Army Unmanned Aerial Systems Hits One Million Flight Hour Milestone

Tuesday May 25, 2010

What is it?

Unmanned Aircraft Systems (UAS) consist of dual components - aircraft (Unmanned Aircraft) and ground control stations that provide tactical commanders near-real time, accurate Reconnaissance, Surveillance and Target Acquisition (RSTA) data. This mission includes weapons, communications relay, specialty payloads, and linkage to manned aircraft.

What has the Army done?

Army UAS has surpassed the one million flight hours milestone. Roughly, 900,000 hours have been in support of Operation Enduring Freedom (OEF) and Operation Iraqi Freedom (OIF). In contrast, it took 13 years to complete the first 100,000 hours prior to Overseas Contingency Operations when the Army only had a handful of systems in inventory. Today there are over 1,000 Unmanned Aircraft Systems clocking in an average of 25,000 hours a month in OEF and OIF combat operations. The Army UAS fleet includes the hand-launched Raven UAS, the medium-altitude Shadow and Hunter UAS, the Extended Range/Multi-Purpose (ER/MP) UAS, and the hover-and-stare, two-foot long, vertical take-off gas-powered Micro Air Vehicle (gMAV). The Army now operates 87 Shadow UAS systems, 6 Hunter systems, 9 ER/MP variants, 1,300 Raven systems and 16 gMAV systems.

What continued efforts does the Army have planned for the future?

The Army has developed Manned-Unmanned Teaming technology that gives AH-64D Apache Longbow pilots the ability to view real-time Unmanned Aircraft Systems (UAS) feeds in the cockpit of their aircraft. The Army is testing next-generation technology which allows the pilots to not only view UAS feeds in the cockpit, but direct flight and payloads. The Army is developing the next-generation Apache Longbow Block III and is involved in a pilot program testing this cutting-edge capability. In its UAS Roadmap, the Army articulated that more aircraft missions will contain an unmanned component or capability, further making UAS the “Eyes of the Army.”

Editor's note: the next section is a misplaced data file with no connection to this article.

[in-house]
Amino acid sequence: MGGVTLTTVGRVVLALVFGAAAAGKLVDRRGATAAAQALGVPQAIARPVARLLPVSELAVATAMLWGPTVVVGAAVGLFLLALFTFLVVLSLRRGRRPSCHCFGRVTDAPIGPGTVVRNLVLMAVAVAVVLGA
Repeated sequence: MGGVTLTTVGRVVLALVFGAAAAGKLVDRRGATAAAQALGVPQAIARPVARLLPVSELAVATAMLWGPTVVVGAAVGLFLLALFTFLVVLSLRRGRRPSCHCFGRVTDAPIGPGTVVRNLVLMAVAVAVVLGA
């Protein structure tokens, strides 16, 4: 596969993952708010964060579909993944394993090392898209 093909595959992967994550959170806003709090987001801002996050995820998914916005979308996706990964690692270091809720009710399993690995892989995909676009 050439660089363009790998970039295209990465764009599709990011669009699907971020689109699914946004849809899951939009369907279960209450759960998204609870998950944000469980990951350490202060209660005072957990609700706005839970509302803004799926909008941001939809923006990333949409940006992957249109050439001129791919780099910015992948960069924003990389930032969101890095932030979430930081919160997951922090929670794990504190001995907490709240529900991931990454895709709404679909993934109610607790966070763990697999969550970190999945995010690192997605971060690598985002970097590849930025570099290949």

Why is this important to the Army?

Unmanned Aircraft Systems saves lives. According to Col. Gregory Gonzalez, project manager for Unmanned Aircraft Systems, "They're the eyes and ears of the commander and I don't think they'll accept going into battle without them ever again. One of the things we take great pride in is that we don't just focus on the capabilities of the aircraft. That's important, but just as important is the ability to get the information down from the aircraft to the Soldiers. You can only do that if you have the right tools and proper interoperability so that manned aircraft, Soldiers on the ground, and tactical operations center can receive the data."


PEO Aviation

U.S. Army Unmanned Aircraft Systems Center of Excellence

U.S. Army UAS Roadmap: 2010-2035

STAND-TO! edition April 16, 2010: U.S. Army Roadmap for Unmanned Aircraft Systems: 2010-2035

Related articles:

Army surpasses 1 million unmanned flight hours

UAS Roadmap, full-spectrum CABs hot topics at Army Aviation convention





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May 2010

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"There have been many technologies introduced during these 8 1/2 years of war. However, I don't think any has made a greater impact than UAS. It's always important when you have a game changer like this that you step back, take some time to think about it and lay out your future.” -

- Army Vice Chief of Staff Gen. Peter W. Chiarelli, commending the Unmanned Aircraft Systems technology

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